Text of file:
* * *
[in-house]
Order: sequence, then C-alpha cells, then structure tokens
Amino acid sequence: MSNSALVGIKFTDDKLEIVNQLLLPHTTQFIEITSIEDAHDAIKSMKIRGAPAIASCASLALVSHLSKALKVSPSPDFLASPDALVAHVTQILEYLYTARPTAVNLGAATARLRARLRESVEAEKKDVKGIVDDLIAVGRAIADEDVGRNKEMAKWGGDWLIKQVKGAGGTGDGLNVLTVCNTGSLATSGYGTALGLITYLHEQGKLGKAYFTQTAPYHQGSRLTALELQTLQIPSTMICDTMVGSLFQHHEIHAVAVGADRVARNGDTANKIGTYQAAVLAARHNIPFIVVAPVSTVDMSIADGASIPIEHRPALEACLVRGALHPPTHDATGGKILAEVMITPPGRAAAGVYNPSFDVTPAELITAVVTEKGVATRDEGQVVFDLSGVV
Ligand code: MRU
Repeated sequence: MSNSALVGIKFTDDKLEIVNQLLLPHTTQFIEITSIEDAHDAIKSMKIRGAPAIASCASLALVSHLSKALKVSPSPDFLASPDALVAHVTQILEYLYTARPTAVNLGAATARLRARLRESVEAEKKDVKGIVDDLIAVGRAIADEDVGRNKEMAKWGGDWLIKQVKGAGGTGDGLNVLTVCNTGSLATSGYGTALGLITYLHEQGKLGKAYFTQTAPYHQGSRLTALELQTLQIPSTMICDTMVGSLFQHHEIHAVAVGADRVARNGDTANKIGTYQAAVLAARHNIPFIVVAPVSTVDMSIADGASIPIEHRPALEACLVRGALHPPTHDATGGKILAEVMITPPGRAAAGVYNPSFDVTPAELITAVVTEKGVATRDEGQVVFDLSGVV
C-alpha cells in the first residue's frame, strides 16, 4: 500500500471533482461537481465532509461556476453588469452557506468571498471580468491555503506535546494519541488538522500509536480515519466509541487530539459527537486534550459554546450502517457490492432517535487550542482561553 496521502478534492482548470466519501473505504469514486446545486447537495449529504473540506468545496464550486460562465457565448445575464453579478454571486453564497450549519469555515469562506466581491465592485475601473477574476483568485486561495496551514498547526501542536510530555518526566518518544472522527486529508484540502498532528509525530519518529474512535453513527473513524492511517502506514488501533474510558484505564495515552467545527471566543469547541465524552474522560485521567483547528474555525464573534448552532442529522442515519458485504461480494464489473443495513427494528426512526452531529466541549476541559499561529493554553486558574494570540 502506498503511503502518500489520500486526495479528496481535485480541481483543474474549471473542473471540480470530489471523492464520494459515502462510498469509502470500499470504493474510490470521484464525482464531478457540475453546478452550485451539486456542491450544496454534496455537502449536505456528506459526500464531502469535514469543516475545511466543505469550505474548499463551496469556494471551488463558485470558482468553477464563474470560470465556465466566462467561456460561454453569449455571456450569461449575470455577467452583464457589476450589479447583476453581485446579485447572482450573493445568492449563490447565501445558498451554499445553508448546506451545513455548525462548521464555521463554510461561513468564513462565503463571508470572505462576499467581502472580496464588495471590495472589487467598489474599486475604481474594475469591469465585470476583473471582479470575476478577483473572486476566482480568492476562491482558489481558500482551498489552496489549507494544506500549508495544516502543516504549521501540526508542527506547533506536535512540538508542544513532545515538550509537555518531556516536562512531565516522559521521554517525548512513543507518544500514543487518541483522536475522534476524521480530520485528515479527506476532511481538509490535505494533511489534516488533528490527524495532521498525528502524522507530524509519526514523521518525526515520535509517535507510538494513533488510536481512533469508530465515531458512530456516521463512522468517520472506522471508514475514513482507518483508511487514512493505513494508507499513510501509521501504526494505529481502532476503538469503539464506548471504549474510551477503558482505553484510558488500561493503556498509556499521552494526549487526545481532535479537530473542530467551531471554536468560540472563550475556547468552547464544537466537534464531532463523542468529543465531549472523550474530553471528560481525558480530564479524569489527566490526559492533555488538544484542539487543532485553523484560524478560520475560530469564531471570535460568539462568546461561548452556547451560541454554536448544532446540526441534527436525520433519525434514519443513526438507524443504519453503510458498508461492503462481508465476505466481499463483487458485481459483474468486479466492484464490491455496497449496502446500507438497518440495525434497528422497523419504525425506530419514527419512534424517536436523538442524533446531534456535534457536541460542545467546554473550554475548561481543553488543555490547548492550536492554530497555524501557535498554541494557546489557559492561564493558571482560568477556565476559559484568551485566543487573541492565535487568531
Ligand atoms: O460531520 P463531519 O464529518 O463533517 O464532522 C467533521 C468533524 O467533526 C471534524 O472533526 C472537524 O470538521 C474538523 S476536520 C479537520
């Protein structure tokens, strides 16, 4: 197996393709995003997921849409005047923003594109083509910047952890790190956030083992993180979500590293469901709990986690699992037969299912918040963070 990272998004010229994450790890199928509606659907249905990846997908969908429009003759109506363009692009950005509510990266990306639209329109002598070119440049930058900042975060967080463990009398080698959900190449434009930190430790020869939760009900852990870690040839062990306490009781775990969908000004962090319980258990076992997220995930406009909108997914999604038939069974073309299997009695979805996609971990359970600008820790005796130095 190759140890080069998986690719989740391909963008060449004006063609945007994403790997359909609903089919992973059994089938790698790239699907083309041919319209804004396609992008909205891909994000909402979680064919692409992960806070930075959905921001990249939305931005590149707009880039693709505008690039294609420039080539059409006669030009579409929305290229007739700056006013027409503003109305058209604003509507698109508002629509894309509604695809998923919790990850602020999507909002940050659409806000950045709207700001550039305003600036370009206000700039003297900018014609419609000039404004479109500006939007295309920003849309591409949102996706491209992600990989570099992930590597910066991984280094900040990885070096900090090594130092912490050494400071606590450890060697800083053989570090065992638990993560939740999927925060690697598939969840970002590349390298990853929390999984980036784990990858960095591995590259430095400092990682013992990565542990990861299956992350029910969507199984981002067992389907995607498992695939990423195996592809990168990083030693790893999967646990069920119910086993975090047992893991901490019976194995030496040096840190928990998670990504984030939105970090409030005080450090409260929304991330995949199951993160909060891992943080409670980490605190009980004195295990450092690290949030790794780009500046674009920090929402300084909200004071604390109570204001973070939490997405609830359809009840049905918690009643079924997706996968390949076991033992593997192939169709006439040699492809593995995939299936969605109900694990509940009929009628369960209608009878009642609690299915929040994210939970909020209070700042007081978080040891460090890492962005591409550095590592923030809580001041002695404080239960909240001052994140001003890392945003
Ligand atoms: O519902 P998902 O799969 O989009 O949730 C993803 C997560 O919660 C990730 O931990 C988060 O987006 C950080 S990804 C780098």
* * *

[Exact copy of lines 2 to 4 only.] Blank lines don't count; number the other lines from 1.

Order: sequence, then C-alpha cells, then structure tokens
Amino acid sequence: MSNSALVGIKFTDDKLEIVNQLLLPHTTQFIEITSIEDAHDAIKSMKIRGAPAIASCASLALVSHLSKALKVSPSPDFLASPDALVAHVTQILEYLYTARPTAVNLGAATARLRARLRESVEAEKKDVKGIVDDLIAVGRAIADEDVGRNKEMAKWGGDWLIKQVKGAGGTGDGLNVLTVCNTGSLATSGYGTALGLITYLHEQGKLGKAYFTQTAPYHQGSRLTALELQTLQIPSTMICDTMVGSLFQHHEIHAVAVGADRVARNGDTANKIGTYQAAVLAARHNIPFIVVAPVSTVDMSIADGASIPIEHRPALEACLVRGALHPPTHDATGGKILAEVMITPPGRAAAGVYNPSFDVTPAELITAVVTEKGVATRDEGQVVFDLSGVV
Ligand code: MRU